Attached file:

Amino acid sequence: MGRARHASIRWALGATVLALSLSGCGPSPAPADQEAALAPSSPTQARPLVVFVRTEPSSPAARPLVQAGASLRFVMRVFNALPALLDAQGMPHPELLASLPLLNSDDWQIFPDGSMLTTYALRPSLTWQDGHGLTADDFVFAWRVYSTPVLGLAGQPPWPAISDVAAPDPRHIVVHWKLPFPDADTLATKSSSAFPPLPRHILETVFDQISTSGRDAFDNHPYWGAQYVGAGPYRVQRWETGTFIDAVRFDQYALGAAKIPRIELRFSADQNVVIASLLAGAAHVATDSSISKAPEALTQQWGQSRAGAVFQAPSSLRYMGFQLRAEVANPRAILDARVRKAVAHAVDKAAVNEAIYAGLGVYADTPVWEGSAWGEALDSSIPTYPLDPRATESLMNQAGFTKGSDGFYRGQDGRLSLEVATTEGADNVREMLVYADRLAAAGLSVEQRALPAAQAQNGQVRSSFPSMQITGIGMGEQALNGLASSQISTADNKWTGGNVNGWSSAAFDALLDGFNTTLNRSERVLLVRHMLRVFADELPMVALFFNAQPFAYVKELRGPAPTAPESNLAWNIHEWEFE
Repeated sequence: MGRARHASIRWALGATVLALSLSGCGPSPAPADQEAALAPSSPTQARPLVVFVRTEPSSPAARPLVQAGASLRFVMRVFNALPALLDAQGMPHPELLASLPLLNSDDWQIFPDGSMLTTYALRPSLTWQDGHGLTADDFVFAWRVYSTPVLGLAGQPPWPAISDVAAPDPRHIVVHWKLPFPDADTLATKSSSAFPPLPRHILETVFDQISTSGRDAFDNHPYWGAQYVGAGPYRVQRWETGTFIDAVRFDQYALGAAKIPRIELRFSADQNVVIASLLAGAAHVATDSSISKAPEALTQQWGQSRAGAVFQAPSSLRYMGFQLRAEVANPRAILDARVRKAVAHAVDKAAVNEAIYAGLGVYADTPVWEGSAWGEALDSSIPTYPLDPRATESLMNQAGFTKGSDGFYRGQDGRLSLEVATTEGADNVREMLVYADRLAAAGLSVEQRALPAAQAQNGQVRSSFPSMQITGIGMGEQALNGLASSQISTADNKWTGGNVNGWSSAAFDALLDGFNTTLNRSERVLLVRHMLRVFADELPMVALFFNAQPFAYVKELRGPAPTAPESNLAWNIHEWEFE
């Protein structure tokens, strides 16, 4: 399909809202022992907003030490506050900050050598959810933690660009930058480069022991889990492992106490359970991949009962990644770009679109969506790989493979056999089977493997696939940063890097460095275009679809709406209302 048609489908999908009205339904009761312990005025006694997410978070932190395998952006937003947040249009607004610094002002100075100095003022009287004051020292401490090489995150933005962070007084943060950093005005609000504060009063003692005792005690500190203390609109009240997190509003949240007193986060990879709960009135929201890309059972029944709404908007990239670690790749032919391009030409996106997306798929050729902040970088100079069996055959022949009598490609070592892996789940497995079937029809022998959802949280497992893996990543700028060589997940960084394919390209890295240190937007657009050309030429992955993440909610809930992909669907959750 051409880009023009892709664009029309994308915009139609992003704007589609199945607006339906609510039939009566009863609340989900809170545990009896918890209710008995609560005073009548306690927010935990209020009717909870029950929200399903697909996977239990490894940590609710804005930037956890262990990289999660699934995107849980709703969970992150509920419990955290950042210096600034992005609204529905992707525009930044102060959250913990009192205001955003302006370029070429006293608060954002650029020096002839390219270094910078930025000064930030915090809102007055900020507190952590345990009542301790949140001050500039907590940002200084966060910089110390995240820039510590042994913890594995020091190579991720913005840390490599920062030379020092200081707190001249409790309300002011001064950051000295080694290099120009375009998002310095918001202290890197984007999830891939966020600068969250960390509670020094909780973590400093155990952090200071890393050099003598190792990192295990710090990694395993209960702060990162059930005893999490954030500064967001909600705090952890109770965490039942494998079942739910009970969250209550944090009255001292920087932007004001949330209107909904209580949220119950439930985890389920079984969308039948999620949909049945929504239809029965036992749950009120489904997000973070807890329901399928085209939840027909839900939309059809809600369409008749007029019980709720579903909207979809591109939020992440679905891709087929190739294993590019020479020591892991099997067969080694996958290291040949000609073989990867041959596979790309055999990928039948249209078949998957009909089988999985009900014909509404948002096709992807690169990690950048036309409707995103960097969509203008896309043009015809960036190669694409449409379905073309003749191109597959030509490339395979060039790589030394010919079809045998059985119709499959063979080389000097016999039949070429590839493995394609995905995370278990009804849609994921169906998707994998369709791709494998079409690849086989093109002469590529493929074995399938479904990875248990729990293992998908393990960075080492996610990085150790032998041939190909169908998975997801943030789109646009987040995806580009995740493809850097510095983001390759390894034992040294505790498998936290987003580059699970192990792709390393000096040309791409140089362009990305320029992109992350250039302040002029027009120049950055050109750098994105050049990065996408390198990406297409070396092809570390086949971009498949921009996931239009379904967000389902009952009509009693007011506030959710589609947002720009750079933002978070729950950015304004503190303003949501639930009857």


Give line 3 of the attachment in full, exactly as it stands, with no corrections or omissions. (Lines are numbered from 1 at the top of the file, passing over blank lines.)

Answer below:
């Protein structure tokens, strides 16, 4: 399909809202022992907003030490506050900050050598959810933690660009930058480069022991889990492992106490359970991949009962990644770009679109969506790989493979056999089977493997696939940063890097460095275009679809709406209302 048609489908999908009205339904009761312990005025006694997410978070932190395998952006937003947040249009607004610094002002100075100095003022009287004051020292401490090489995150933005962070007084943060950093005005609000504060009063003692005792005690500190203390609109009240997190509003949240007193986060990879709960009135929201890309059972029944709404908007990239670690790749032919391009030409996106997306798929050729902040970088100079069996055959022949009598490609070592892996789940497995079937029809022998959802949280497992893996990543700028060589997940960084394919390209890295240190937007657009050309030429992955993440909610809930992909669907959750 051409880009023009892709664009029309994308915009139609992003704007589609199945607006339906609510039939009566009863609340989900809170545990009896918890209710008995609560005073009548306690927010935990209020009717909870029950929200399903697909996977239990490894940590609710804005930037956890262990990289999660699934995107849980709703969970992150509920419990955290950042210096600034992005609204529905992707525009930044102060959250913990009192205001955003302006370029070429006293608060954002650029020096002839390219270094910078930025000064930030915090809102007055900020507190952590345990009542301790949140001050500039907590940002200084966060910089110390995240820039510590042994913890594995020091190579991720913005840390490599920062030379020092200081707190001249409790309300002011001064950051000295080694290099120009375009998002310095918001202290890197984007999830891939966020600068969250960390509670020094909780973590400093155990952090200071890393050099003598190792990192295990710090990694395993209960702060990162059930005893999490954030500064967001909600705090952890109770965490039942494998079942739910009970969250209550944090009255001292920087932007004001949330209107909904209580949220119950439930985890389920079984969308039948999620949909049945929504239809029965036992749950009120489904997000973070807890329901399928085209939840027909839900939309059809809600369409008749007029019980709720579903909207979809591109939020992440679905891709087929190739294993590019020479020591892991099997067969080694996958290291040949000609073989990867041959596979790309055999990928039948249209078949998957009909089988999985009900014909509404948002096709992807690169990690950048036309409707995103960097969509203008896309043009015809960036190669694409449409379905073309003749191109597959030509490339395979060039790589030394010919079809045998059985119709499959063979080389000097016999039949070429590839493995394609995905995370278990009804849609994921169906998707994998369709791709494998079409690849086989093109002469590529493929074995399938479904990875248990729990293992998908393990960075080492996610990085150790032998041939190909169908998975997801943030789109646009987040995806580009995740493809850097510095983001390759390894034992040294505790498998936290987003580059699970192990792709390393000096040309791409140089362009990305320029992109992350250039302040002029027009120049950055050109750098994105050049990065996408390198990406297409070396092809570390086949971009498949921009996931239009379904967000389902009952009509009693007011506030959710589609947002720009750079933002978070729950950015304004503190303003949501639930009857």